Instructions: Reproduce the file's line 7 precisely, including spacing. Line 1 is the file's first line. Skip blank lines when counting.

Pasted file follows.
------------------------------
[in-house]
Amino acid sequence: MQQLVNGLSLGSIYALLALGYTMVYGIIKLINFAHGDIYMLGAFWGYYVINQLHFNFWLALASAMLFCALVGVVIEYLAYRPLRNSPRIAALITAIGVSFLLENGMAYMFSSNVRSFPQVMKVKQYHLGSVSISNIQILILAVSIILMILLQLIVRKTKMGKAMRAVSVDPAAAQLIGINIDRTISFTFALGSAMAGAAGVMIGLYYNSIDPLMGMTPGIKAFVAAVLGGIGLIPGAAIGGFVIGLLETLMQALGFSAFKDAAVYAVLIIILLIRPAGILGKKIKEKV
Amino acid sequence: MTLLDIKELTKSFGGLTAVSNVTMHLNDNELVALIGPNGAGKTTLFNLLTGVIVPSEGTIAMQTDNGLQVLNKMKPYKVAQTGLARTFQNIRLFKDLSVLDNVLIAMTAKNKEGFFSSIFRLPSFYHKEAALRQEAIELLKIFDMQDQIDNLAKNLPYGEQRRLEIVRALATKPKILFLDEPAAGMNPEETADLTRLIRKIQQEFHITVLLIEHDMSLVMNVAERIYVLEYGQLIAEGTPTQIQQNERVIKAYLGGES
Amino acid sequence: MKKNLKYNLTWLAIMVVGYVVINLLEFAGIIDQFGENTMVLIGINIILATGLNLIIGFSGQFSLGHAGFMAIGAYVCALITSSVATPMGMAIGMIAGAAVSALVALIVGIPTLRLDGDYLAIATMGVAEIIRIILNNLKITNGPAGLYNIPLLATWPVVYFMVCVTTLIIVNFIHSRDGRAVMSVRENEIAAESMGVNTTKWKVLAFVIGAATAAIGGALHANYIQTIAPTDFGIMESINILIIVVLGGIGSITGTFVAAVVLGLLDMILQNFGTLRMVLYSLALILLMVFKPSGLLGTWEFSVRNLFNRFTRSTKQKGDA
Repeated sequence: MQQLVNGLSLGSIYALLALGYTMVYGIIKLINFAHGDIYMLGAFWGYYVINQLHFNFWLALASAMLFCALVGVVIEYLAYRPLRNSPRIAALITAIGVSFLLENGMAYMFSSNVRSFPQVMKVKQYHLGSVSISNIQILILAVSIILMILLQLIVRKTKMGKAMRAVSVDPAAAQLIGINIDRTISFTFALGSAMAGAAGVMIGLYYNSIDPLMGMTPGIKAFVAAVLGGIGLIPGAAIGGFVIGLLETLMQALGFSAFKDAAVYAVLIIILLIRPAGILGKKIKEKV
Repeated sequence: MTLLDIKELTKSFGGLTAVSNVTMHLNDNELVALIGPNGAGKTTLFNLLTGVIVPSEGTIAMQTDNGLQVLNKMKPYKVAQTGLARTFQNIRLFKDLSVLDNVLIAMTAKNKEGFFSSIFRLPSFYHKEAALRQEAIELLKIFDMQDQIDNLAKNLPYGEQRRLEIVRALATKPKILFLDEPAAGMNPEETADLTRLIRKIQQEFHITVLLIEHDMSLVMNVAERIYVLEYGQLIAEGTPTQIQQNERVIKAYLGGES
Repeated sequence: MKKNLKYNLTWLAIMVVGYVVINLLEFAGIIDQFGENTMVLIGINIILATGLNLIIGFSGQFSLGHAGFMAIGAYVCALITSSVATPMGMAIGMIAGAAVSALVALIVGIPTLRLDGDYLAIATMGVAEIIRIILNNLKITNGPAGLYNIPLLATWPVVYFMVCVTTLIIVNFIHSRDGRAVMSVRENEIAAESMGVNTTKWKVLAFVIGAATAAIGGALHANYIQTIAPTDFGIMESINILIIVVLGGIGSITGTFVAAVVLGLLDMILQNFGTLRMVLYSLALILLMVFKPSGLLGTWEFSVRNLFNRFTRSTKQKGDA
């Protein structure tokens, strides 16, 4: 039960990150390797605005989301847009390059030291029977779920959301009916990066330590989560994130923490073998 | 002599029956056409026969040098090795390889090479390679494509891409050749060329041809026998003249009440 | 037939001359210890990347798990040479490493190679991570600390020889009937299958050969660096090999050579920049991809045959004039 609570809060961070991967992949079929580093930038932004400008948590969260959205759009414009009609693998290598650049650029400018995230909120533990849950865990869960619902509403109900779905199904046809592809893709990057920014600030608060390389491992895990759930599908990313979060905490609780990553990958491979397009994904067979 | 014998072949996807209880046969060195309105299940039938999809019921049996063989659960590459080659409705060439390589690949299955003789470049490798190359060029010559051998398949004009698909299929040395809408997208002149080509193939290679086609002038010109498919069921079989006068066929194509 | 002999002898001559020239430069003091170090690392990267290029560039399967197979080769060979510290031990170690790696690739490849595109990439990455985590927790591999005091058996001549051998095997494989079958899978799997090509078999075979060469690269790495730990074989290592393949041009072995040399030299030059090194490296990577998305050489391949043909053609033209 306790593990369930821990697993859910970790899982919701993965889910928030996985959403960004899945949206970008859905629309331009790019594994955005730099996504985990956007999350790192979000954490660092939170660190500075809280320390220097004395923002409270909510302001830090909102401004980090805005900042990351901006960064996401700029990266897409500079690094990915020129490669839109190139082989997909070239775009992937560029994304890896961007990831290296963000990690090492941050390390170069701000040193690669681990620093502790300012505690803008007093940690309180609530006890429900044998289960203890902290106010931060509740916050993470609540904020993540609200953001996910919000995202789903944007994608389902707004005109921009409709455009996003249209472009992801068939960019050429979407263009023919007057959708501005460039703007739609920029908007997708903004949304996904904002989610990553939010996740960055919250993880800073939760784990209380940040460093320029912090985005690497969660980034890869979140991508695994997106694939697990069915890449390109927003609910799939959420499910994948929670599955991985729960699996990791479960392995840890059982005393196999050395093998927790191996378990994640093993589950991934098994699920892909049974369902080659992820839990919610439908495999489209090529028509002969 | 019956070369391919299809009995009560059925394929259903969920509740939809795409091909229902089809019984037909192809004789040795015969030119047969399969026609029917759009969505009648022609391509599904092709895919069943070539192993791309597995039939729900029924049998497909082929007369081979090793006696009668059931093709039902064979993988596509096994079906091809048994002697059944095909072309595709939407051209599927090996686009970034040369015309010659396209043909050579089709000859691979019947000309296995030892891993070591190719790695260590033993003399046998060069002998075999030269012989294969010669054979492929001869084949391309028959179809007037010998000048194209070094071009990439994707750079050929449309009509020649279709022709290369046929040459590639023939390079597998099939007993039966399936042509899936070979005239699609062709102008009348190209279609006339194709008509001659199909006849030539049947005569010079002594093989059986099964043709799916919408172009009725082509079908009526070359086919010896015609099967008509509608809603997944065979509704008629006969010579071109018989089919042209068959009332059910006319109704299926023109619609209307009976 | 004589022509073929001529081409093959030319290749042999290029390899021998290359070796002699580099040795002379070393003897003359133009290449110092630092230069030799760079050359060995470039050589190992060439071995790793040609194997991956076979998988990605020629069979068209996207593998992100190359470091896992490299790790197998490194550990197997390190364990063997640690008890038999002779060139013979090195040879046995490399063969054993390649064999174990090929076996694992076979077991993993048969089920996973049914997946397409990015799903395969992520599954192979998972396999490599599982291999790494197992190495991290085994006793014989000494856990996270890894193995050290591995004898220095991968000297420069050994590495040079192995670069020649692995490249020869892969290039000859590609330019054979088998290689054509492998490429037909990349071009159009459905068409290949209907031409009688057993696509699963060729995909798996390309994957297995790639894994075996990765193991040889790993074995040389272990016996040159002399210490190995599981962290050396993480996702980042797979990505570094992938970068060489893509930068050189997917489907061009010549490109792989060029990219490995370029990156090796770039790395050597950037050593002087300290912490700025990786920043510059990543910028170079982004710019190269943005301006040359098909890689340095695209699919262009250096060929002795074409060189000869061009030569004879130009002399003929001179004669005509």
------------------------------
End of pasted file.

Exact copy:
Repeated sequence: MKKNLKYNLTWLAIMVVGYVVINLLEFAGIIDQFGENTMVLIGINIILATGLNLIIGFSGQFSLGHAGFMAIGAYVCALITSSVATPMGMAIGMIAGAAVSALVALIVGIPTLRLDGDYLAIATMGVAEIIRIILNNLKITNGPAGLYNIPLLATWPVVYFMVCVTTLIIVNFIHSRDGRAVMSVRENEIAAESMGVNTTKWKVLAFVIGAATAAIGGALHANYIQTIAPTDFGIMESINILIIVVLGGIGSITGTFVAAVVLGLLDMILQNFGTLRMVLYSLALILLMVFKPSGLLGTWEFSVRNLFNRFTRSTKQKGDA